GST - Introduction to GST - The Journey of GST in India


On July 1st, 2017, India moved to a new tax system – one that aims at converting the entire nation into a single market. If you are new to GST and keen to know how this new tax will affect you and your business, this section will help you understand the basics of the ‘Good and Simple Tax’.

What is GST in India?

GST is known as the Goods and Services Tax. It is an indirect tax that has replaced many indirect taxes in India such as the excise duty, VAT, services tax, etc. The Goods and Service Tax Act was passed in the Parliament on 29th March 2017 and came into effect on 1st July 2017.

In other words, Goods and Service Tax (GST) is levied on the supply of goods and services. Goods and Services Tax Law in India is a comprehensive, multi-stage, destination-based tax that is levied on every value addition. GST is a single domestic indirect tax law for the entire country.

Before the Goods and Services Tax could be introduced, the structure of indirect tax levy in India was as follows:

Under the GST regime, the tax is levied at every point of sale. In the case of intra-state sales, Central GST and State GST are charged. All the inter-state sales are chargeable to the Integrated GST.

Now, let us understand the definition of Goods and Service Tax, as mentioned above, in detail.


An item goes through multiple change-of-hands along its supply chain: Starting from manufacture until the final sale to the consumer.

Let us consider the following stages:

  • Purchase of raw materials
  • Production or manufacture
  • Warehousing of finished goods
  • Selling to wholesalers
  • Sale of the product to the retailers
  • Selling to the end consumers

The Goods and Services Tax is levied on each of these stages making it a multi-stage tax.

A manufacturer who makes biscuits buys flour, sugar and other material. The value of the inputs increases when the sugar and flour are mixed and baked into biscuits.

The manufacturer then sells these biscuits to the warehousing agent who packs large quantities of biscuits in cartons and labels it. This is another addition of value to the biscuits. After this, the warehousing agent sells it to the retailer.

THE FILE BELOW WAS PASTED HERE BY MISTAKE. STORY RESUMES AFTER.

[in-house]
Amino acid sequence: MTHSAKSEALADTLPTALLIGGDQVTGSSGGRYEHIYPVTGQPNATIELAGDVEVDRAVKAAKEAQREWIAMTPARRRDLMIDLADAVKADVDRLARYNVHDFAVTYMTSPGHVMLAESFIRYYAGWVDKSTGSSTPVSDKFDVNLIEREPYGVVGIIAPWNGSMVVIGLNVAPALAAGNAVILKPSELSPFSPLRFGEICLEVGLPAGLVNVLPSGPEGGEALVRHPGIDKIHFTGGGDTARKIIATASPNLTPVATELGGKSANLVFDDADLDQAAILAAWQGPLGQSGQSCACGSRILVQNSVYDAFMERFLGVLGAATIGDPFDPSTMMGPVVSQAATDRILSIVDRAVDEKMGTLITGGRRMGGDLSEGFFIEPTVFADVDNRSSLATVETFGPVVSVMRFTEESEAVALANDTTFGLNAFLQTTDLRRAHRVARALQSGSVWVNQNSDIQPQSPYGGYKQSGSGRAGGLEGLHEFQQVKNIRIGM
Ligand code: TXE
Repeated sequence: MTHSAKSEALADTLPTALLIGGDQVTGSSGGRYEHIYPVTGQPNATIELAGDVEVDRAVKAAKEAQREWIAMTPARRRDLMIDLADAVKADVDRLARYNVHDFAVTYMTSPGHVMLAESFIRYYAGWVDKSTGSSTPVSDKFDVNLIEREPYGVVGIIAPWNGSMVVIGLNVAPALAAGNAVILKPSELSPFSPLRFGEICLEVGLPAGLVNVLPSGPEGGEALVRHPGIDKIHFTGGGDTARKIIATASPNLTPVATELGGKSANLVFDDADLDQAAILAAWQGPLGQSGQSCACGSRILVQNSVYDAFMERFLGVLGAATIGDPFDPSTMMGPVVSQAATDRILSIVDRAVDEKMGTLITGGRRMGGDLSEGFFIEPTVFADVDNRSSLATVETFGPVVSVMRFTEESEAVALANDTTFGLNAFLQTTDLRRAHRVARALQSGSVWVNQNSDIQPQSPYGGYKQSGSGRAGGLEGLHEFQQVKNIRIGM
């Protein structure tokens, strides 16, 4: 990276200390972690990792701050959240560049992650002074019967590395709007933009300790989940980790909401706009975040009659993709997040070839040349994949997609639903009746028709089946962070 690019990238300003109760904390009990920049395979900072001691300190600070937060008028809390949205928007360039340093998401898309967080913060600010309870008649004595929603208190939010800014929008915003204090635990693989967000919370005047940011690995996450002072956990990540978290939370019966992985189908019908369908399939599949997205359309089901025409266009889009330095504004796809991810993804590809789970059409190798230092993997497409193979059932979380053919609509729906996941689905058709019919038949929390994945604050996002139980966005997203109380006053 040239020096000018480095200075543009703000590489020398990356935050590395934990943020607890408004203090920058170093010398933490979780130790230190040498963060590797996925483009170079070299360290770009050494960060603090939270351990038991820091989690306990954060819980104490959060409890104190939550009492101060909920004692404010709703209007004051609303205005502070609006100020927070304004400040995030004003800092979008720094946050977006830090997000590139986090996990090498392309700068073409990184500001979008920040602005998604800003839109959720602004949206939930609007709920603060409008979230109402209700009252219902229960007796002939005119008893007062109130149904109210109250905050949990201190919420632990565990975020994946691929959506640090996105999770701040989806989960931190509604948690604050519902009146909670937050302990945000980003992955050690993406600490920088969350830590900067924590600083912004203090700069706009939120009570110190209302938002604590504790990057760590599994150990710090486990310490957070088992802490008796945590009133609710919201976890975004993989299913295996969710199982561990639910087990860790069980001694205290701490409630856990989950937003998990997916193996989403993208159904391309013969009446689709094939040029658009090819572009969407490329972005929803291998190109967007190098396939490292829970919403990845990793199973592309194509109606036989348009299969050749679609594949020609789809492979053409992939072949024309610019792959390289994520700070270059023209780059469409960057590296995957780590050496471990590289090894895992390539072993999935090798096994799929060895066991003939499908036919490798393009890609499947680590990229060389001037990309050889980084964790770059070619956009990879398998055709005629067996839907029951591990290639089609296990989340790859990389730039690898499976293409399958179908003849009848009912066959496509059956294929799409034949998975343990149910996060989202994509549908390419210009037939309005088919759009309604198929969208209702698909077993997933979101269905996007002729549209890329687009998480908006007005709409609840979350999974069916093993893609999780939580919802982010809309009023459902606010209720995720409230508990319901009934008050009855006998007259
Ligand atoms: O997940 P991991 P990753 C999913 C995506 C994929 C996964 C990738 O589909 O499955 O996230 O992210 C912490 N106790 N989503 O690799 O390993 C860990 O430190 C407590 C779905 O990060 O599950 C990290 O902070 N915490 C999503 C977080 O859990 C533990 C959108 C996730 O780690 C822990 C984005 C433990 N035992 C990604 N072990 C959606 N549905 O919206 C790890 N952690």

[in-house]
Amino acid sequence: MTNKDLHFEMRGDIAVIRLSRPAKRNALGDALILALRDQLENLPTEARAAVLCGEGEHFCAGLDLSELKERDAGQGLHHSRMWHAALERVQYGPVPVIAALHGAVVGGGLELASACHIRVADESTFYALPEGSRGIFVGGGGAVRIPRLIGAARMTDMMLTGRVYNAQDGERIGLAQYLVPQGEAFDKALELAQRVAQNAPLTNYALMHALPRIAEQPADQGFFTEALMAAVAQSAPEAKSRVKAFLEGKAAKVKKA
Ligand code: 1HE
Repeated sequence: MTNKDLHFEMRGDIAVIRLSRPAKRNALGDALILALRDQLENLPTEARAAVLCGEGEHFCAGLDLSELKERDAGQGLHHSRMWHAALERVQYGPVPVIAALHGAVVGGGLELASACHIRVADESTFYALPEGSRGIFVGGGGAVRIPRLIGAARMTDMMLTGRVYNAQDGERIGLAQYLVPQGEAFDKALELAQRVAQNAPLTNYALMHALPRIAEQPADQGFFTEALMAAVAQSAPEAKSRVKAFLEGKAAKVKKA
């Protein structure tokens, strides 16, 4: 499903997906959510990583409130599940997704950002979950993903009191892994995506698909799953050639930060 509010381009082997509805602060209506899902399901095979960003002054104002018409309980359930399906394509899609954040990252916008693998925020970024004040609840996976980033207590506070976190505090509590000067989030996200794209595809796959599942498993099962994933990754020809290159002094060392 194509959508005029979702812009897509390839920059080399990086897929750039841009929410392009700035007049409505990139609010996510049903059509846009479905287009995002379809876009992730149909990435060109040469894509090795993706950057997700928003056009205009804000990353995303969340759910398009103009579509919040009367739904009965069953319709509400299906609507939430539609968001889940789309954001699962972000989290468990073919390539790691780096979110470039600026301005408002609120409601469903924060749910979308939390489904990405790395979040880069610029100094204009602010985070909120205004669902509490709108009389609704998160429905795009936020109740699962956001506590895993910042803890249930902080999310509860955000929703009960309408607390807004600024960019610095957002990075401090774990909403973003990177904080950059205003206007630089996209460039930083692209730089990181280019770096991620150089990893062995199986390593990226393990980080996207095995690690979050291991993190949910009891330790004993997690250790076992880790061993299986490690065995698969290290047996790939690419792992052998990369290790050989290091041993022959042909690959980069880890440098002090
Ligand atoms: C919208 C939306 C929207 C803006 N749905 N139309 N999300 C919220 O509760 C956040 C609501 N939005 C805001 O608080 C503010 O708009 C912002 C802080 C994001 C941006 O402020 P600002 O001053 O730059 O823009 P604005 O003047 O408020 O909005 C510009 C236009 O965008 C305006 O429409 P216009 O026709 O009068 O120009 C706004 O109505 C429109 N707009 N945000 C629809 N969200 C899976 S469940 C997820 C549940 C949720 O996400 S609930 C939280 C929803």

The retailer packages the biscuits in smaller quantities and invests in the marketing of the biscuits, thus increasing its value. GST is levied on these value additions, i.e. the monetary value added at each stage to achieve the final sale to the end customer.


Consider goods manufactured in Maharashtra and sold to the final consumer in Karnataka. Since the Goods and Service Tax is levied at the point of consumption, the entire tax revenue will go to Karnataka and not Maharashtra.

2. The Journey of GST in India

The GST journey began in the year 2000 when a committee was set up to draft law. It took 17 years from then for the Law to evolve. In 2017, the GST Bill was passed in the Lok Sabha and Rajya Sabha. On 1st July 2017, the GST Law came into force.

3. Advantages Of GST

GST has mainly removed the cascading effect on the sale of goods and services. Removal of the cascading effect has impacted the cost of goods. Since the GST regime eliminates the tax on tax, the cost of goods decreases.

Also, GST is mainly technologically driven. All the activities like registration, return filing, application for refund and response to notice needs to be done online on the GST portal, which accelerates the processes.

4. What are the components of GST?

There are three taxes applicable under this system: CGST, SGST & IGST.

  • CGST: It is the tax collected by the Central Government on an intra-state sale (e.g., a transaction happening within Maharashtra)
  • SGST: It is the tax collected by the state government on an intra-state sale (e.g., a transaction happening within Maharashtra)
  • IGST: It is a tax collected by the Central Government for an inter-state sale (e.g., Maharashtra to Tamil Nadu)


  • Let us assume that a dealer in Gujarat had sold the goods to a dealer in Punjab worth Rs. 50,000. The tax rate is 18% comprising of the only IGST.

In such a case, the dealer has to charge an IGST of Rs.9,000. This revenue will go to the Central Government.

  • The same dealer sells goods to a consumer in Gujarat worth Rs. 50,000. The GST rate on goods is 12%. This rate comprises CGST at 6% and SGST at 6%.

The dealer has to collect Rs.6,000 as Goods and Service Tax, Rs.3,000 will go to the Central Government and Rs.3,000 will go to the Gujarat government since the sale is within the state.